IN COURT OF APPEALS
Randy Erickson, petitioner,
Filed September 6, 2005
Reversed and remanded
Toussaint, Chief Judge
Roseau County District Court
File No. K1-01-605
Robert D. Miller, Stephen V. Grigsby,
Mike Hatch, Attorney General, James B. Early, Office of the Attorney General, 1800 Bremer Tower, 445 Minnesota Street, St. Paul, MN 55101-2134; and
Michelle Elise Moren, Roseau County Attorney’s
Considered and decided by Toussaint, Chief Judge; Willis, Judge; and Forsberg, Judge.*
S Y L L A B U S
The Minnesota Supreme Court’s decision in State v. Modtland, 695 N.W.2d 602 (
State v. Modtland, 695 N.W.2d
O P I N I O N
TOUSSAINT, Chief Judge
Appellant Randy Erickson challenges
an order denying his postconviction petition contesting his 2003 probation
revocation. Appellant argues that the
district court abused its discretion when it failed to make the
Officers from the Roseau County Sheriff’s Department stopped at appellant’s residence on September 9, 2001. The purpose of their stop was to determine if appellant was complying with the conditions of his release on a pending controlled-substance charge. The officers observed beer cans and a container similar to one previously retrieved from a dismantled methamphetamine lab in the back of a truck parked in appellant’s driveway.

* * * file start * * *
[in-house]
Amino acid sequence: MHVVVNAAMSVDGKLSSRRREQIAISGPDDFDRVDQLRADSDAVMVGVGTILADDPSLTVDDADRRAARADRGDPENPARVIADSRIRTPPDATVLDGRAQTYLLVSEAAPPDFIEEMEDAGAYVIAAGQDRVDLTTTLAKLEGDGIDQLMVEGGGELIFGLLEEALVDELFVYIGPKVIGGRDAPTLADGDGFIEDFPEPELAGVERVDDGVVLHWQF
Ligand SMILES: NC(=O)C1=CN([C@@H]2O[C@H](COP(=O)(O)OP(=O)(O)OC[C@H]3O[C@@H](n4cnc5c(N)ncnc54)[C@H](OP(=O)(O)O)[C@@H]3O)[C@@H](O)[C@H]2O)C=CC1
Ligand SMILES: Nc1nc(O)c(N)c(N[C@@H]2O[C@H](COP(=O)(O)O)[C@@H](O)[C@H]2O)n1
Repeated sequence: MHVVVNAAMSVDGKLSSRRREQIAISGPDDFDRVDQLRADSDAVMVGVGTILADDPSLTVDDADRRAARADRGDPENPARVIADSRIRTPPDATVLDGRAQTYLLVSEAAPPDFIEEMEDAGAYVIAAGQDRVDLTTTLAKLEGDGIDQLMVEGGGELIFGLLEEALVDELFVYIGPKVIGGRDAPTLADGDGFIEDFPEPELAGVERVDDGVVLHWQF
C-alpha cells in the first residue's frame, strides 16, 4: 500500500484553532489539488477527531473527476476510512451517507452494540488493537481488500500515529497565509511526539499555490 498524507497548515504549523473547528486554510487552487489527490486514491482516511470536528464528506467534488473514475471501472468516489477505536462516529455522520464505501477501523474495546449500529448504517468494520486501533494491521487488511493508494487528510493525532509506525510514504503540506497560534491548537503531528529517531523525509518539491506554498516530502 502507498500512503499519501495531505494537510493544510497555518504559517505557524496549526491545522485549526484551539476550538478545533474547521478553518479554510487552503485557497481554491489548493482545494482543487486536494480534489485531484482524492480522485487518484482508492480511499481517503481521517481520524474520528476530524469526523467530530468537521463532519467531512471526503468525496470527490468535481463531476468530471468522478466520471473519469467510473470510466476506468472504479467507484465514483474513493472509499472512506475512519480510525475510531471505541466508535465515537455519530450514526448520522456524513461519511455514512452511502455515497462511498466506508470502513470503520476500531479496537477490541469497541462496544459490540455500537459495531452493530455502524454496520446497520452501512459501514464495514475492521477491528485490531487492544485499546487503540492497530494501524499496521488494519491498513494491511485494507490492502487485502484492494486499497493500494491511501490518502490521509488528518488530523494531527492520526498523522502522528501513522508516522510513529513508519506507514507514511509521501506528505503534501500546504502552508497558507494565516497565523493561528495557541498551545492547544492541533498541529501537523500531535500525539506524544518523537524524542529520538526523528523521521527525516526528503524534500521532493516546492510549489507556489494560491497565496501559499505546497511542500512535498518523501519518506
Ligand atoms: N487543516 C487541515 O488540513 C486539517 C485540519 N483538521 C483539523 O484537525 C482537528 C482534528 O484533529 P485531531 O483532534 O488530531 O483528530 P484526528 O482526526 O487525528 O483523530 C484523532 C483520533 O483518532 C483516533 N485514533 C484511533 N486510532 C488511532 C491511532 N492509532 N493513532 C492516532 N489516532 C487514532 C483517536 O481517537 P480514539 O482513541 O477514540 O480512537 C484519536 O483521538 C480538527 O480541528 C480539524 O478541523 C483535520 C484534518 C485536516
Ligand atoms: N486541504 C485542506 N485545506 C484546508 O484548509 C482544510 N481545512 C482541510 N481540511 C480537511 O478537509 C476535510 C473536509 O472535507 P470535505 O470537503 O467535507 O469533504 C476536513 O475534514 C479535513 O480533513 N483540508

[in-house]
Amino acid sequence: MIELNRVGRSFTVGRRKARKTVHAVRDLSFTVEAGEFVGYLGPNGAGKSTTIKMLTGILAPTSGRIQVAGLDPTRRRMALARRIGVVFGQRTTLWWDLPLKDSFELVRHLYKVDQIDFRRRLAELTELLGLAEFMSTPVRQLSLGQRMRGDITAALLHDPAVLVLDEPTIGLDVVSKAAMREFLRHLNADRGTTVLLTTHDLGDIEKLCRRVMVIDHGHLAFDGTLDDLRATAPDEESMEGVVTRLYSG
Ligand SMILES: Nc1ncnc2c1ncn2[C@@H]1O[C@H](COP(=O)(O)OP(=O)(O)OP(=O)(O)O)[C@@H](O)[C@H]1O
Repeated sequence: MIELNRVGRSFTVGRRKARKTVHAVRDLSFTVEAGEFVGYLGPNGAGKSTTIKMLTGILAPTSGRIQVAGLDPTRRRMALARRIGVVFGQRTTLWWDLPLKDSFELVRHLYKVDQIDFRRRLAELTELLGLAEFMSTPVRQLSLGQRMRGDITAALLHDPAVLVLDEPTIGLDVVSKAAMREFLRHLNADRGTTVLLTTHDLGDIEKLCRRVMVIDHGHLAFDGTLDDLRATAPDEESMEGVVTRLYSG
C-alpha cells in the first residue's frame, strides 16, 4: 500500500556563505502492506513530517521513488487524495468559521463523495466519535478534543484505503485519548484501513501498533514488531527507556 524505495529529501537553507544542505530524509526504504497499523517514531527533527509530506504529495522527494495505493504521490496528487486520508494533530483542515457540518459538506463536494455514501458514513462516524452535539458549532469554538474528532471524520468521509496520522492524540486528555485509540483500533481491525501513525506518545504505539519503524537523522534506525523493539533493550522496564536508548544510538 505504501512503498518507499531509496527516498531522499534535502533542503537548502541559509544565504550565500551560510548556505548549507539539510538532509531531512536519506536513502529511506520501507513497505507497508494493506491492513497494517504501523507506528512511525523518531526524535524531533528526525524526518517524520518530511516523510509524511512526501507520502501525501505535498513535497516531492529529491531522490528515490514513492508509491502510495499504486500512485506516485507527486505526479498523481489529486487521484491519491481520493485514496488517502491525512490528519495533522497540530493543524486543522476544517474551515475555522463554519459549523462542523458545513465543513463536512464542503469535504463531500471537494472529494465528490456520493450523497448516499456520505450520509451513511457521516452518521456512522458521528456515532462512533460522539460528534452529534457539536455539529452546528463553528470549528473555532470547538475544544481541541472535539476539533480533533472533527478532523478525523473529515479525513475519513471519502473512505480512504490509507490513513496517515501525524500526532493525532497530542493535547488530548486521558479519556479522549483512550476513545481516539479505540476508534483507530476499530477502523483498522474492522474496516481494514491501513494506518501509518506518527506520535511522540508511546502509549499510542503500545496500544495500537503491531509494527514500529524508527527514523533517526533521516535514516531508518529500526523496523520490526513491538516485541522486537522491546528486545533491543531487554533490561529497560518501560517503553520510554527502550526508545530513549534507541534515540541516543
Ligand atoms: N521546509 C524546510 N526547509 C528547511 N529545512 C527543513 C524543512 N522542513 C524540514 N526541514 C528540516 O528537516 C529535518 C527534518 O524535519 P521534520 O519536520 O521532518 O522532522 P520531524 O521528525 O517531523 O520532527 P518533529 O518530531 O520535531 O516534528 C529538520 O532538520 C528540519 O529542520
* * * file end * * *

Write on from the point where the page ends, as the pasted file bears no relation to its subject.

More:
Appellant invited the officers to speak with him in his garage. While speaking with appellant, the officers observed empty cold-tablet containers, Coleman fuel, coffee filters and strainers, and crumpled aluminum foil lying around the garage. Additionally, the officers observed a “yellowish discoloration” on the concrete floor of the garage that was similar to the discoloration produced by the earlier-seized methamphetamine lab.
The officers informed appellant that a number of the items in his garage were similar to items seized from a suspected methamphetamine lab near a neighbor’s residence. Appellant initially indicated that he allowed some of the employees of Stoskopf Redi-Mix to use his shop and they could have made methamphetamines. Officers also informed appellant of the recent thefts of anhydrous ammonia in the area. Appellant checked his propane cylinders and found one that had contained anhydrous ammonia, but indicated that he did not know how the ammonia got into the cylinder.
Because the officers were suspicious that methamphetamine was being manufactured at appellant’s residence, they asked appellant for permission to search his property. Appellant consented to the search, and the officers seized a number of items commonly used to manufacture methamphetamine.
The officers asked
appellant to go to the law-enforcement center and provide a urine sample for